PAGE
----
Troy Brouwer

Why he makes sense: Brouwer is in his 9th season and won a Stanley Cup in Chicago so he’s not going to shy away from the biggest moments in the postseason. His specialty is scoring the ugly goals that neither Ovechkin nor Backstrom excel at. He can screen the net, score deflections and fight for rebounds. His presence on the top line would add balance and experience.

Why he doesn’t make sense: It looks as if Trotz has other plans for Brouwer as he has spent very little time with the top unit. There aren’t many options for a cohesive second line without him. A Johansson-Kuznetsov-Burakovsky line would be bullied physically and lacks leadership and experience. You could add Wilson to add some muscle, but that would not address the lack of leadership and he is too easily goaded into taking foolish penalties. The Caps’ young stars are loaded with talent, but they need the steadying influence Brouwer provides.

Tom Wilson

Why he makes sense: Wilson is a natural right wing who has already experienced playoff hockey and adds some muscle to the top line. Though he grabs more attention for his fisticuffs than his scoring prowess, he has a lot more offensive talent than one might think. In his final season in the OHL, he put up 58 points in 48 games.

Why he doesn’t make sense: The most notable thing about Wilson’s time on the top line was how often he was benched. Trotz would bench Wilson frequently and for long stretches at a time. While he lit up the stat sheet in the OHL, he has yet to find his scoring touch in the big leagues with only two goals and 12 total points this season. Even Karl Alzner has more goals. Wilson also can’t stay out of the penalty box. He has 23 minor penalties this season, the second most on the team.

Someone not on the roster

Why he makes sense: To think a team could have three players of Ovechkin and Backstrom’s quality all sharing a line is unrealistic, but not every top-line wing is an All-Star. The fact is, none of the players listed above are exactly what you would want for a top-line wing. Burakovsky and Wilson could one day develop into top-six players, but at the moment the Caps have no one on their roster good enough to play on the top unit next to Ovechkin and Backstrom. If the Caps really want to fix this problem this season, they’ll need to look elsewhere.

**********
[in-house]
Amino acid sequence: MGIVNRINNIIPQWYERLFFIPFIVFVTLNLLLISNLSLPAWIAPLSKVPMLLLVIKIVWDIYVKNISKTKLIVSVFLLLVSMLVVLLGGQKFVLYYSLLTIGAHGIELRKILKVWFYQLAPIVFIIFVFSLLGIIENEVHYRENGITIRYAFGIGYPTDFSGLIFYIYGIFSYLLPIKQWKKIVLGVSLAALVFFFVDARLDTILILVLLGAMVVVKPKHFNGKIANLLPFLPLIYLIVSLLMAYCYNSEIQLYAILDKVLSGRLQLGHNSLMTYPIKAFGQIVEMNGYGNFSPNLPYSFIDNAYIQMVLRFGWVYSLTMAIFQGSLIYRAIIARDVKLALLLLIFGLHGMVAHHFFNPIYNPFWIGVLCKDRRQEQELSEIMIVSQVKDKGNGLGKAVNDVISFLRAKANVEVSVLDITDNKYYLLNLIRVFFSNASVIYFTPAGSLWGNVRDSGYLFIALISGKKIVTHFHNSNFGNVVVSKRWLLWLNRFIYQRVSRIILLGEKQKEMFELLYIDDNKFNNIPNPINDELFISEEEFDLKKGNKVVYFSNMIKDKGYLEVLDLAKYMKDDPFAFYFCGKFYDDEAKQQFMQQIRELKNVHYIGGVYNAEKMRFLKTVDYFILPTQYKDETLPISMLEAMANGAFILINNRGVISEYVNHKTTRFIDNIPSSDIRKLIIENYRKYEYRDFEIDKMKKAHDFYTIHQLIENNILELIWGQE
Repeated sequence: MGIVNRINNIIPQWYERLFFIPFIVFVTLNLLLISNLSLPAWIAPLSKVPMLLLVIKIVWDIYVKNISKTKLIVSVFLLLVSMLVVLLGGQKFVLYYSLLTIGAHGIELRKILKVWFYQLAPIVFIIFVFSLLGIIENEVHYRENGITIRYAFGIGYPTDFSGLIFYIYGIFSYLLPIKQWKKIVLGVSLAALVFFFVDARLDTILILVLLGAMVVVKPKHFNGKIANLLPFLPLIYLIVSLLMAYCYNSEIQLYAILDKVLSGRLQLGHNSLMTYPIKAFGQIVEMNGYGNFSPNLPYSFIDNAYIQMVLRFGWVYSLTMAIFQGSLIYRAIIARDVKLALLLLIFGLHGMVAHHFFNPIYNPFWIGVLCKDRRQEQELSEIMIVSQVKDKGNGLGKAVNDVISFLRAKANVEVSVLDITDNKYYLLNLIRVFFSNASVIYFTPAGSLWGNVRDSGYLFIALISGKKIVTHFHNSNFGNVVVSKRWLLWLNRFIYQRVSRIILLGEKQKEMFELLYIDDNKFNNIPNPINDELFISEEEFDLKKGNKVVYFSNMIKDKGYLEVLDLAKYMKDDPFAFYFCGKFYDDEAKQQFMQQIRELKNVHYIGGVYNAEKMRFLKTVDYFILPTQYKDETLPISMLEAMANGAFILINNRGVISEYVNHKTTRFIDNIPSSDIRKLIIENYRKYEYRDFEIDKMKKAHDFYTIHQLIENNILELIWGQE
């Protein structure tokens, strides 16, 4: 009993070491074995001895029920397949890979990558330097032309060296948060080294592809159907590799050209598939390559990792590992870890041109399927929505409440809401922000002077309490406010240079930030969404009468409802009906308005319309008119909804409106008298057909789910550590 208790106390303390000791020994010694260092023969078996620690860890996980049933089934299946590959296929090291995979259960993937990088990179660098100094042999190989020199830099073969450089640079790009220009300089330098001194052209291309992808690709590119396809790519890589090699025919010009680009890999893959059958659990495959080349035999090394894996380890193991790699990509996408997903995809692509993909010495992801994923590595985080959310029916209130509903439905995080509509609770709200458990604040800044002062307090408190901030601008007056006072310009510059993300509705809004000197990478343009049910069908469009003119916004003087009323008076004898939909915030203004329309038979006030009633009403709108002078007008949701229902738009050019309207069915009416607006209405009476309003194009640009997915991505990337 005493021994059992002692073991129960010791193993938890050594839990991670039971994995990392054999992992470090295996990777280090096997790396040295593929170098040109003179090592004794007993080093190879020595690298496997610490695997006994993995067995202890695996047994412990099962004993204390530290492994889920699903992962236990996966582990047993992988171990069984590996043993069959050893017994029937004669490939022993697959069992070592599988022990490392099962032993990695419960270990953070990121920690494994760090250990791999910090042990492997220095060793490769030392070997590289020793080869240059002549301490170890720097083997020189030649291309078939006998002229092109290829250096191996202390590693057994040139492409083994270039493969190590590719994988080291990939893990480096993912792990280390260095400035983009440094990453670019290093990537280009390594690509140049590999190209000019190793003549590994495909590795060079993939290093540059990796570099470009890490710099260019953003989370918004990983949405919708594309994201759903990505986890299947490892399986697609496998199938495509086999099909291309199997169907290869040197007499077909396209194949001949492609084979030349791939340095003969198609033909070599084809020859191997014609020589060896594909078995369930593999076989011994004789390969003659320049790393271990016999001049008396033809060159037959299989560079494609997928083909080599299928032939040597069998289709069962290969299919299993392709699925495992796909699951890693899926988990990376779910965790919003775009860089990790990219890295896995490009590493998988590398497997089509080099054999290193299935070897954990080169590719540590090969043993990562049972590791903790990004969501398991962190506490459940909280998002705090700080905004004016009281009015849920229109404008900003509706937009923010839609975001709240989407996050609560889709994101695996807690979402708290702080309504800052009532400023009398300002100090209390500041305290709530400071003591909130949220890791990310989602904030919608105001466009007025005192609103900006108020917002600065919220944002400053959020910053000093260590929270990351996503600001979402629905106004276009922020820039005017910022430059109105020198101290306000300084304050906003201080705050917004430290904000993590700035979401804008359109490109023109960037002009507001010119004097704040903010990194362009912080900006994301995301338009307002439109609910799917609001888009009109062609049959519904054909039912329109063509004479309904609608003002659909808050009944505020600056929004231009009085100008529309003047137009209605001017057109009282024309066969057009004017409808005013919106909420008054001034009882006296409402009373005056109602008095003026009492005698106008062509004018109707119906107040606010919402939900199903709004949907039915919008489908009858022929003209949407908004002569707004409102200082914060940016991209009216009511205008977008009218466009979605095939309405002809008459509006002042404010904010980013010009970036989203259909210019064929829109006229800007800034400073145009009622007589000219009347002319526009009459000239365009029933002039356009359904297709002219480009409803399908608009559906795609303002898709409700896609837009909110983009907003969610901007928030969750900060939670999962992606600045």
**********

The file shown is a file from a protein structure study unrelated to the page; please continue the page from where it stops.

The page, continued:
Why he doesn’t make sense: Top-line players are hard to find especially in the middle of the season and they don’t come cheap. Even if MacLellan was able to find an available player to fit in the top line, it would take more than just a few late-round draft picks to acquire such a player. With Filip Forsberg lighting it up in Nashville, MacLellan would be loathe to give up a top prospect and he certainly doesn’t sound like he wants to give up a high draft pick. That means you’re talking about trading roster players. Could the team afford to trade away someone like Ward or Mike Green?

If you hooked Trotz up to a lie detector test, I’m guessing he would tell you Wilson was his top choice for the top line heading into the season.

The bruising winger got his chance, but when Trotz wasn’t happy with his play, he didn’t demote him, he benched him. Trotz has not been shy about switching up the lines this season, yet he kept giving Wilson opportunities on the top line after benching him for long stretches at a time.

If Trotz thought Wilson couldn’t handle the top line or didn’t see the potential there, he would have just moved on to somebody else rather than benching him repeatedly. With Wilson spending much of his time on the fourth line now, it appears Trotz has moved on from that idea.

While Burakovsky was playing pretty well, the sudden switch to Johansson reflects a certain unease at Burakovsky’s readiness for when the games really matter hence the continued debate over the top line.

Trotz will want to turn to someone with both skill and experience who is not already plugging a hole on another line. The best player who fits that criteria is Johansson.

We may see a few more experiments between now and the end of the season, but barring some sort of trade, you’ll be seeing a lot more of Johansson on the top line. The question is how effective he will he allow himself to be playing next to Ovechkin and Backstrom.

About J.J. Regan

J.J. Regan is a contributor to District Sports Page. He also is a college football and NHL blogger for and and has a master's degree in interactive journalism from American University. Regan follows all DC sports but focuses mainly on the the Caps and college football. You can view his online portfolio at Follow him on Twitter @TheDC_Sportsguy.

%d bloggers like this: